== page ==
Cellcom, a mobile operator serving rural areas of Wisconsin and Michigan, announced this week that it plans to use a switching platform from Taqua to support a femtocell deployment. The move will enable the carrier to improve capacity and coverage in heavy-traffic areas on its 3G network and ultimately could support planned 4G services, said Payam Maveddat, Taqua executive vice president of product management and chief strategist, in an interview.

In addition, Maveddat said the Taqua platform eventually could enable Cellcom to deliver fixed mobile convergence capabilities such as simultaneous ringing of cellphones and landline phones. Fixed mobile convergence would be made possible by integration with an application server—and such integration can be easily supported by the Taqua solution, Maveddat said.

Cellcom, which has common ownership with incumbent local exchange carrier Nsight Telservices, is a Verizon Wireless rural partner  and plans to use Verizon spectrum to build a 4G LTE network that will deliver service in 2012. Nsight previously chose a Taqua softswitch to replace circuit switched infrastructure  and Maveddat said that made Taqua a logical fit for Cellcom’s femtocell needs.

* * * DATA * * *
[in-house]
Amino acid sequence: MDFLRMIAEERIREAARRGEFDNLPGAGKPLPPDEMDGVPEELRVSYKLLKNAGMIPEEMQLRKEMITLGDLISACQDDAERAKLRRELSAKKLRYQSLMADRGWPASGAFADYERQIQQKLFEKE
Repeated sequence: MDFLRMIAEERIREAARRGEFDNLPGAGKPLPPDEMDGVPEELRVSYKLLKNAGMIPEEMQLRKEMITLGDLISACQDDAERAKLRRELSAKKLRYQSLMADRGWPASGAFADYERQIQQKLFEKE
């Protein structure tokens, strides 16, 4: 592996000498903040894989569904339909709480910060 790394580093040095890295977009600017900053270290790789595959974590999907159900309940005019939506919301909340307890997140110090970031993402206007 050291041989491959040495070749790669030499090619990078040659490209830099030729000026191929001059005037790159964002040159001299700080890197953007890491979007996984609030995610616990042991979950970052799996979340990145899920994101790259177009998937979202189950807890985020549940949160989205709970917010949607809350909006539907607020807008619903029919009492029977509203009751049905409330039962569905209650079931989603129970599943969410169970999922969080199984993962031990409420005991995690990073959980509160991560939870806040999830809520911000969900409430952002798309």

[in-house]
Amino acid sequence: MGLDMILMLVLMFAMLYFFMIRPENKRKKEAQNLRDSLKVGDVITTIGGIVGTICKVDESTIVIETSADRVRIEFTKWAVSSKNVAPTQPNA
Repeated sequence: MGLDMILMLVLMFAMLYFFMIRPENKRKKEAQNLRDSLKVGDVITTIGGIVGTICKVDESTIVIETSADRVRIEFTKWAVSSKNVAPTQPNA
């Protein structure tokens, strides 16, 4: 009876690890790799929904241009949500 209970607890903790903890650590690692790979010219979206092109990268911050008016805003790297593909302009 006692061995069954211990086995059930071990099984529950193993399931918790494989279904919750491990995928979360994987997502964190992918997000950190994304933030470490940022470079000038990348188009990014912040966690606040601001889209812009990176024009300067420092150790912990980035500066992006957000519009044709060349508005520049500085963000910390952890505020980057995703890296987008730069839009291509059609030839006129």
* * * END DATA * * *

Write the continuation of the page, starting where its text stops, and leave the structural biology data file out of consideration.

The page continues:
The Nsight landline business also should be an advantage for Cellcom in its femtocell deployment, which will involve installing femtocells within customer premises and shifting backhaul traffic onto the customer’s landline broadband connection.

When carriers install femtocells, Maveddat said that usually “in a residential installation, the assumption is that the end user has broadband.” But for enterprise customers, he said, “it becomes a partnership relationship.” In a retail environment, he said, carriers may make a revenue sharing arrangement with the enterprise customer—or the carrier may bundle the femtocell with other services such as Internet connectivity.

Maveddat said the lack of a landline business does not prevent a mobile operator from deploying femtocells, but he said it’s a particularly attractive option for those carriers that have both types of networks.


Join the Conversation

Leave a Reply

Your email address will not be published. Required fields are marked *

Don’t Miss Any of Our Content

What’s happening with broadband and why is it important? Find out by subscribing to Telecompetitor’s newsletter today.

You have Successfully Subscribed!